Ukrainian MPs call for investigation into Poroshenko after Panama leaks

KIEV, April 4 (Reuters) - Ukrainian lawmakers said on Monday parliament should investigate allegations that President Petro Poroshenko used an offshore firm to avoid tax, following a global leak of documents from a Panama-based law firm over the weekend.

According to the International Consortium of Investigative Journalists, Poroshenko set up an offshore company to move his confectionery business, Roshen, to the British Virgin Islands in August 2014 during a peak in fighting between Ukraine and pro-Russian separatists.

Poroshenko has not commented publicly. His office said a law firm representing companies named in the leaks would make a statement later on Monday. A senior official in the General Prosecutor’s office said the leaked documents did not show Poroshenko committing any crime.

The ICIJ on its website published a response from an unnamed spokesman of Poroshenko. The spokesman said the company, Prime Asset Partners Limited, of which Poroshenko became the sole shareholder, was part of a corporate restructuring to help sell the Roshen group in line with prevailing market practices.

“It is the height of cynicism to open offshore companies at a time when hundreds of our soldiers are dying,” leader of the populist Radical Party, Oleh Lyashko, said on Facebook, adding any investigation could lead to Poroshenko’s impeachment.

The support of the Radical Party may be crucial in Poroshenko’s efforts to cobble together a new government and avoid a snap election.

The president has made several attempts to oust Prime Minister Arseny Yatseniuk’s government, saying it has lost the trust of the people, but he will likely need the support of smaller parties to hold a parliamentary majority.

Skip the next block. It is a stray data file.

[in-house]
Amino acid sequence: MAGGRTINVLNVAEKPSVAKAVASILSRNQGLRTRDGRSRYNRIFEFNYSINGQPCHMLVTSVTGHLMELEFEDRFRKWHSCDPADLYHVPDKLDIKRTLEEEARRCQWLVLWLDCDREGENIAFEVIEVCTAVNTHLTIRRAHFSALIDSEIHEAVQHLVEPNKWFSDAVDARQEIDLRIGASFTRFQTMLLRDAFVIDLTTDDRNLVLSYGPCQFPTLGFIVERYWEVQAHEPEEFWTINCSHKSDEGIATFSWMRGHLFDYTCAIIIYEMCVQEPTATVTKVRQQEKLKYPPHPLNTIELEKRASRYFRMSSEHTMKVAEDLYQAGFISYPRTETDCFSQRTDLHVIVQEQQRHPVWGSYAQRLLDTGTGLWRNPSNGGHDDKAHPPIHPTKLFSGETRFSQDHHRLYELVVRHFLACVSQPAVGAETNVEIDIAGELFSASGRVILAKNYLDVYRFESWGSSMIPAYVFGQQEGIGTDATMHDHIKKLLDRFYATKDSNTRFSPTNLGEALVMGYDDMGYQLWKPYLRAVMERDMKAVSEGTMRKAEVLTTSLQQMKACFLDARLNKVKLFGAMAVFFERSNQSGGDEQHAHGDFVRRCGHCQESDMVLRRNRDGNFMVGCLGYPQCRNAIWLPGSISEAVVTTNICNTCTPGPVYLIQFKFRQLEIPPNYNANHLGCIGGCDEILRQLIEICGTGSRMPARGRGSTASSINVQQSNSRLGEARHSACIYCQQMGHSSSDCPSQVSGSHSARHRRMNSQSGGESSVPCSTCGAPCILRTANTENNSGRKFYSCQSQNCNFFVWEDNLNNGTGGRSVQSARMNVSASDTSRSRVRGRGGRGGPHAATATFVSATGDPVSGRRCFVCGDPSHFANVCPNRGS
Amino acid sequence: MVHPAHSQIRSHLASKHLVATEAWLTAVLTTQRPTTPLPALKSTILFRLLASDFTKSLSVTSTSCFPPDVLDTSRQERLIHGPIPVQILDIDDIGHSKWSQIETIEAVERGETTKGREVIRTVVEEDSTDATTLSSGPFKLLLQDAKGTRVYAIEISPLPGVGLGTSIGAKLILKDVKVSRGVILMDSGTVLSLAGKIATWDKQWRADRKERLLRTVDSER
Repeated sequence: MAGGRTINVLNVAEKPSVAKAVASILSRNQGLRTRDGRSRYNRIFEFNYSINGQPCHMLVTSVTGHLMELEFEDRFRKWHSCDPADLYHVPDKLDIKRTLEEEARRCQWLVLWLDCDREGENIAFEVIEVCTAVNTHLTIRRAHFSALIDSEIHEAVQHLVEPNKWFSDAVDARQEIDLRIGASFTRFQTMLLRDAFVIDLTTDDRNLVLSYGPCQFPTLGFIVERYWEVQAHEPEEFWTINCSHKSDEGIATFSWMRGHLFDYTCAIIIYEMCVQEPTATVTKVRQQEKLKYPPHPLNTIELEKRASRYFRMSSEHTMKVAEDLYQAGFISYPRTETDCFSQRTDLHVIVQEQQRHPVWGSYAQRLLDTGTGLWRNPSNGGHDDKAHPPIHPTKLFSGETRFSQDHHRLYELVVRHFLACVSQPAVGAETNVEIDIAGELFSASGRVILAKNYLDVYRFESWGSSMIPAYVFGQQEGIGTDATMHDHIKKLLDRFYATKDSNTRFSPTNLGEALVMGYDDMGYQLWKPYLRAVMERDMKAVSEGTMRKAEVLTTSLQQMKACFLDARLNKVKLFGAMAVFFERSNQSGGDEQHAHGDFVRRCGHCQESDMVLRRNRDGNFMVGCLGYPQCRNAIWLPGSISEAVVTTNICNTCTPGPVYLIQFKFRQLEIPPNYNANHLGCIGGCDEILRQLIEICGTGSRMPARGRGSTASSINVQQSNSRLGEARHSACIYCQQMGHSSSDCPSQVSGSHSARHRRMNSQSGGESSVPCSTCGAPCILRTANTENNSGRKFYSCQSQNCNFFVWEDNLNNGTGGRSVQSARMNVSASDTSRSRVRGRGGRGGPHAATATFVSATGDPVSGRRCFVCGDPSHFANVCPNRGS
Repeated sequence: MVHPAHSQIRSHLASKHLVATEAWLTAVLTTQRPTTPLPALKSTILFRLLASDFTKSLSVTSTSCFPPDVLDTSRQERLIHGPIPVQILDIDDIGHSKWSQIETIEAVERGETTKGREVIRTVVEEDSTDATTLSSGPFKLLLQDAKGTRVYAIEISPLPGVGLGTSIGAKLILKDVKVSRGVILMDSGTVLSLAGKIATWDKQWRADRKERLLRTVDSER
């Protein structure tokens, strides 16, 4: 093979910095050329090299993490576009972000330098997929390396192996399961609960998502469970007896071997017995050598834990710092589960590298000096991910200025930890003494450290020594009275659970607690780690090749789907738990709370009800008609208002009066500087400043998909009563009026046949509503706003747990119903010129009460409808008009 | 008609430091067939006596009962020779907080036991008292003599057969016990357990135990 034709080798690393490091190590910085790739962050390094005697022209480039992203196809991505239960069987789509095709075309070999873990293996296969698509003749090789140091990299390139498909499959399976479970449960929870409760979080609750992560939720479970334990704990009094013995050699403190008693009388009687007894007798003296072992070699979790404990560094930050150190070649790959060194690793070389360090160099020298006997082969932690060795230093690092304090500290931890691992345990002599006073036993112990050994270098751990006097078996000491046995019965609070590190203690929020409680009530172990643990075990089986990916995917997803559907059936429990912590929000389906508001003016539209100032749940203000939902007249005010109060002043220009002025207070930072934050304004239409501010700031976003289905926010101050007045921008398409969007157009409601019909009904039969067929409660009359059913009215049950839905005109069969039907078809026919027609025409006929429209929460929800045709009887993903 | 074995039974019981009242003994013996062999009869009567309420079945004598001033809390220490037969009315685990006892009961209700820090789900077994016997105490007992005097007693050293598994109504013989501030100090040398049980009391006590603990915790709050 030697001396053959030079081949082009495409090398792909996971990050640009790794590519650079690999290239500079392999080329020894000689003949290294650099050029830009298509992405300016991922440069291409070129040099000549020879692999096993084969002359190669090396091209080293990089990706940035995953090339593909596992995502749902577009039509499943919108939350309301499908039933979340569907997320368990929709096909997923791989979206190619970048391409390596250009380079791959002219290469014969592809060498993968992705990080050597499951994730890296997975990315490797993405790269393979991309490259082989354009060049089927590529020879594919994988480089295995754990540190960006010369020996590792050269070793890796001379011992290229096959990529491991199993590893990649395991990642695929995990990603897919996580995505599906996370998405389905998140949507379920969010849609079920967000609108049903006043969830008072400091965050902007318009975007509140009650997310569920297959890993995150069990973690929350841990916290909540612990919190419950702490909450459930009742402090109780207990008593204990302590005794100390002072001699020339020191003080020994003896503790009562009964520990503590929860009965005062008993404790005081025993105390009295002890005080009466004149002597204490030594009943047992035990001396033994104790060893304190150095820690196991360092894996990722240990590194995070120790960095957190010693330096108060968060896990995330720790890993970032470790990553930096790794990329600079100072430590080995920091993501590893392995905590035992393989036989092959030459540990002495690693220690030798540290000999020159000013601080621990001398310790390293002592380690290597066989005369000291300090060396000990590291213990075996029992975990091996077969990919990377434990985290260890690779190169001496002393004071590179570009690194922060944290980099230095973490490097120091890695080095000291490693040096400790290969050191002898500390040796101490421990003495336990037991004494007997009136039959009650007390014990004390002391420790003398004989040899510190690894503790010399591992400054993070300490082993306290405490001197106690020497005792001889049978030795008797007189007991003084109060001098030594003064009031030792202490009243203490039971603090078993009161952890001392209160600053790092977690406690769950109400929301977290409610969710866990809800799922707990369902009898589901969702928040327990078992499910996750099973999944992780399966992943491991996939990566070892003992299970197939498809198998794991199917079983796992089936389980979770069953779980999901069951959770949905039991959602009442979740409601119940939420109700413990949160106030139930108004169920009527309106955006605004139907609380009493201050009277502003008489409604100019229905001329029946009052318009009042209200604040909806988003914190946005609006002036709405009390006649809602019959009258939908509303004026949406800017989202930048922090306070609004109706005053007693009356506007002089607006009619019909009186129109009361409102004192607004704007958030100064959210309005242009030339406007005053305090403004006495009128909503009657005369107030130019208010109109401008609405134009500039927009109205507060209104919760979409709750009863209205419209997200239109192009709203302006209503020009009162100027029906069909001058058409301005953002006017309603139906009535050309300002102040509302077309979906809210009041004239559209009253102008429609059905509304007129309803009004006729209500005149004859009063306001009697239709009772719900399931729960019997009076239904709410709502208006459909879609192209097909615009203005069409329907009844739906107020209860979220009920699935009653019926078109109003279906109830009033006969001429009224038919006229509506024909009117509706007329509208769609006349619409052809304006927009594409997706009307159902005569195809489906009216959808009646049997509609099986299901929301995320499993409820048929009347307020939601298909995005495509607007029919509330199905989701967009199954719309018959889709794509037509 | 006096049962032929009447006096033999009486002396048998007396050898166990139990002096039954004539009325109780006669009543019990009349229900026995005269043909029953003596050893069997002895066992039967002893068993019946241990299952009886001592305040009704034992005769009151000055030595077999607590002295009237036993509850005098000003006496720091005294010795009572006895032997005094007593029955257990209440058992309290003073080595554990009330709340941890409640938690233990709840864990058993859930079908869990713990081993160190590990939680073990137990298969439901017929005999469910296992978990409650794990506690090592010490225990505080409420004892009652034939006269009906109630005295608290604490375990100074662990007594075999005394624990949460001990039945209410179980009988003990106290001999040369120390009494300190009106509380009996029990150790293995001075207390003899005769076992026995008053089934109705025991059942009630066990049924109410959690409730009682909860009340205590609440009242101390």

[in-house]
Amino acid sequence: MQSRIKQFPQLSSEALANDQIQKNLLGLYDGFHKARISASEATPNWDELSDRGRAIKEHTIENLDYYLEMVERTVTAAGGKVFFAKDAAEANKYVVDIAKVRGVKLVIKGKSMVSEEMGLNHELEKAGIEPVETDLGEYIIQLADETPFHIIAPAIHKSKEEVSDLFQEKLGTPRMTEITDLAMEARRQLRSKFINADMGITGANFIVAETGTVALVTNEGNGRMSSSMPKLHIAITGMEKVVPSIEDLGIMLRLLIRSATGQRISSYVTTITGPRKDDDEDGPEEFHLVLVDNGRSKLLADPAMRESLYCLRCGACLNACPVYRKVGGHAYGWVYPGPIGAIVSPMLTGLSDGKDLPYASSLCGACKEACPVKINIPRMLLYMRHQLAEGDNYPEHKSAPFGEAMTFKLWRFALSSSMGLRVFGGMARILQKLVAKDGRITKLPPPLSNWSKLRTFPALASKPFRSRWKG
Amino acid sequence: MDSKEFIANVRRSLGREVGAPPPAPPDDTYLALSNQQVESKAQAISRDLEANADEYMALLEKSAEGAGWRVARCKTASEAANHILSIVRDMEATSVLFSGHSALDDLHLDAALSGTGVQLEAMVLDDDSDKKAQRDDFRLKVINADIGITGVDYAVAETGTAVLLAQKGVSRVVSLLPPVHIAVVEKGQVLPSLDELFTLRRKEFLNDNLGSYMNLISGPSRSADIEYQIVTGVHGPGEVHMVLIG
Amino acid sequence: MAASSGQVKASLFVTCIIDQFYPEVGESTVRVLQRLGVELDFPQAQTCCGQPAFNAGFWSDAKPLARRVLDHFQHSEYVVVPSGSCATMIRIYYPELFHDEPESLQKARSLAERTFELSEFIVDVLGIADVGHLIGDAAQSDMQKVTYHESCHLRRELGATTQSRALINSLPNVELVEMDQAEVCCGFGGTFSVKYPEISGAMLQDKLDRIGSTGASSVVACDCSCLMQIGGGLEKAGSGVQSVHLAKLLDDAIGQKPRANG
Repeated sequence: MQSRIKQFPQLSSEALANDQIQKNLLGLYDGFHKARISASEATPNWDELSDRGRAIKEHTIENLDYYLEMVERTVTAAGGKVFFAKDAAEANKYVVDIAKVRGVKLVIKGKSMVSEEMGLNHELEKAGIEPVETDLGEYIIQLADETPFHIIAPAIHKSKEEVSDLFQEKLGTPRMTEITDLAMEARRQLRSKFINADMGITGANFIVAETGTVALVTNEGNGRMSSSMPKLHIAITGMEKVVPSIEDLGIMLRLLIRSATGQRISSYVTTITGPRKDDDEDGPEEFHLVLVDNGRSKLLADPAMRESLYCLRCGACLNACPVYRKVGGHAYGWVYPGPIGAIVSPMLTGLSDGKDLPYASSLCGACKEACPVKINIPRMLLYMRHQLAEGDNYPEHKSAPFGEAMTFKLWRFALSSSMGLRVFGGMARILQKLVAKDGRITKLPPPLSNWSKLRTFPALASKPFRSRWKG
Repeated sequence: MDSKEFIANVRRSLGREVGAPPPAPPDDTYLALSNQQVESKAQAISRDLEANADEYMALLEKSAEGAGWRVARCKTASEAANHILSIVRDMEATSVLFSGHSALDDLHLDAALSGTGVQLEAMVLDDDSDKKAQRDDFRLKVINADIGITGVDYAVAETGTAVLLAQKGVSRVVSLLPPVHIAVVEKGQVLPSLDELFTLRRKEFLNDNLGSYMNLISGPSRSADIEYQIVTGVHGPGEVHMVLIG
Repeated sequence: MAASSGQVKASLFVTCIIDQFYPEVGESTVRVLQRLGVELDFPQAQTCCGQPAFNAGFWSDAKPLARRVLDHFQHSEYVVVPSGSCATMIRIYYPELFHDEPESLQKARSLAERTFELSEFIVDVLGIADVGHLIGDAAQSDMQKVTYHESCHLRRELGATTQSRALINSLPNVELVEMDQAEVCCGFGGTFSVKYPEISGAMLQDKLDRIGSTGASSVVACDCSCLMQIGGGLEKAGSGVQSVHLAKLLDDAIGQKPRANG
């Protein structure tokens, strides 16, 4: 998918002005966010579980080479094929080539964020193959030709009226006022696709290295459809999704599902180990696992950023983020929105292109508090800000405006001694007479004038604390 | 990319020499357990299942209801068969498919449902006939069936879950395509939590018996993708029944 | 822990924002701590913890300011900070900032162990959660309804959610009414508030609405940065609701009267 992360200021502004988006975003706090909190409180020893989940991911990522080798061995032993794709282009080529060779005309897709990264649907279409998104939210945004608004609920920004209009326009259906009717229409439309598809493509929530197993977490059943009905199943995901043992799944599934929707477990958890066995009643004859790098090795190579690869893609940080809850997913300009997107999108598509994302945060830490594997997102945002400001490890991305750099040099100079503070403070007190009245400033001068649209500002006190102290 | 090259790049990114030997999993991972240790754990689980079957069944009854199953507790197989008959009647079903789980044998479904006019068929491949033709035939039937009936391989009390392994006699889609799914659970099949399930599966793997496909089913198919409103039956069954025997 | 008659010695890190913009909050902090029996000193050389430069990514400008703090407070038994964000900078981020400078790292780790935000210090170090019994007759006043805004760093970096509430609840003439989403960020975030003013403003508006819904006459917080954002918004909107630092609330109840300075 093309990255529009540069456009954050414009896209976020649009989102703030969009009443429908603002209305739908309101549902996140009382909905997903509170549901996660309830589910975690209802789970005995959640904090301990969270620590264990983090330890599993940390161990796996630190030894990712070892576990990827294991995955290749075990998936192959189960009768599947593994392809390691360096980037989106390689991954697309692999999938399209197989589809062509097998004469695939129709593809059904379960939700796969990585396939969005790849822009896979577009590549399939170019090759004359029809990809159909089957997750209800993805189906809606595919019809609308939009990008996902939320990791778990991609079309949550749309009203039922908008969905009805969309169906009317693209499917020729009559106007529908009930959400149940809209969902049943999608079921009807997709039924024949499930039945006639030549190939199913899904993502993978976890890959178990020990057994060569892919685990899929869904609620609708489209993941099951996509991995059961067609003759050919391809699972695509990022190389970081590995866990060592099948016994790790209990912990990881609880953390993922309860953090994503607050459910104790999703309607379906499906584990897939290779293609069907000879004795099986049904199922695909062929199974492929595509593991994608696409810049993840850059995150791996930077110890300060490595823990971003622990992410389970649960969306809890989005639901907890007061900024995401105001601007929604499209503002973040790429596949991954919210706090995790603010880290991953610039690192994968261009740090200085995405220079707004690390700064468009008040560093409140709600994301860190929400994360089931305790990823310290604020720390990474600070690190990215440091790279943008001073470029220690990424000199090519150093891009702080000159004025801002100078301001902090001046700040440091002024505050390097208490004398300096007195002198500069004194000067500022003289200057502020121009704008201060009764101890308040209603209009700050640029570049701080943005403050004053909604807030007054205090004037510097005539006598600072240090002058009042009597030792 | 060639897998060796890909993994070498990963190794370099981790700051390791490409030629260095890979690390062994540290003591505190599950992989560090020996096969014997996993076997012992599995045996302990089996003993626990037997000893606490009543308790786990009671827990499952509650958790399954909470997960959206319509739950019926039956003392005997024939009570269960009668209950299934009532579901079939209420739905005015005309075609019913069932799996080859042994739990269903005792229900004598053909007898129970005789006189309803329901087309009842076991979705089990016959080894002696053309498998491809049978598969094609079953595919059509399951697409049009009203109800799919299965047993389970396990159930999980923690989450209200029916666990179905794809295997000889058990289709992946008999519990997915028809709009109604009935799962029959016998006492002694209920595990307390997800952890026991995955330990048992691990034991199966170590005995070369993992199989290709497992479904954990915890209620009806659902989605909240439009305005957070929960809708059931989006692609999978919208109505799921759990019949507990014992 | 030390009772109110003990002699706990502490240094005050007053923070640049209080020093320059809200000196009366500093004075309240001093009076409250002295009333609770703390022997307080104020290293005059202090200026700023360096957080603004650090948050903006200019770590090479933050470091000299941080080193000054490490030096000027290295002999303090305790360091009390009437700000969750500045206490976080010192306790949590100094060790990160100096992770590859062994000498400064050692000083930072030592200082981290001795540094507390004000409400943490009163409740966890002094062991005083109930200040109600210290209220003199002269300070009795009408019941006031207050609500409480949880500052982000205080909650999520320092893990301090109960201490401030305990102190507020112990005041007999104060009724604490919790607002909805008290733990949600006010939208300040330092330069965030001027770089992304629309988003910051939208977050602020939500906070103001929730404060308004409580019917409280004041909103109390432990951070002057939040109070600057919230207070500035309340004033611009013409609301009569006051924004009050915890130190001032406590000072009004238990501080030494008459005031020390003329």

The IMF, the United States and the European Union are becoming frustrated with Ukraine’s patchy performance in tackling graft, and the Fund has threatened to halt aid until matters improve.

“I think it will have an impact in terms of further erosion of confidence in Poroshenko,” Serhiy Leshchenko, a lawmaker in Poroshenko’s faction, told Reuters.

Leshchenko and a fellow reformist lawmaker - Mustafa Nayyem - said Ukraine’s parliament, the Rada, should launch a special investigation into the allegations.

“The only way out of this situation is with complete openness and transparency at all stages of the unravelling of this scandal,” Nayyem said on Facebook.

Under Ukrainian legislation, only parliament can initiate an investigation into a sitting president.

Poroshenko, who came to power after protests in 2014, has already faced criticism over Roshen for not selling it despite promising to do so. Last year Poroshenko had said unfavourable market conditions made selling Roshen difficult.

Austria’s financial watchdog announced on Monday it was investigating whether lenders Raiffeisen Bank International and Hypo Landesbank Vorarlberg followed rules against money laundering, following the leak, which prompted renewed scrutiny of tax affairs around the world.

Two Austrian media outlets that were among the more than 100 news organisations that jointly investigated the documents’ contents reported a connection between Raiffeisen and Roshen. Raiffeisen said it had complied with legal provisions, Hypo Landesbank Vorarlberg had no immediate comment.

The leak has details of hundreds of thousands of clients in more than 11.5 million documents from the files of law firm Mossack Fonseca, based in the tax haven of Panama. The head of Mossack Fonseca has denied any wrongdoing. (Writing by Matthias Williams; Additional reporting by Natalia Zinets; Editing by Alison Williams)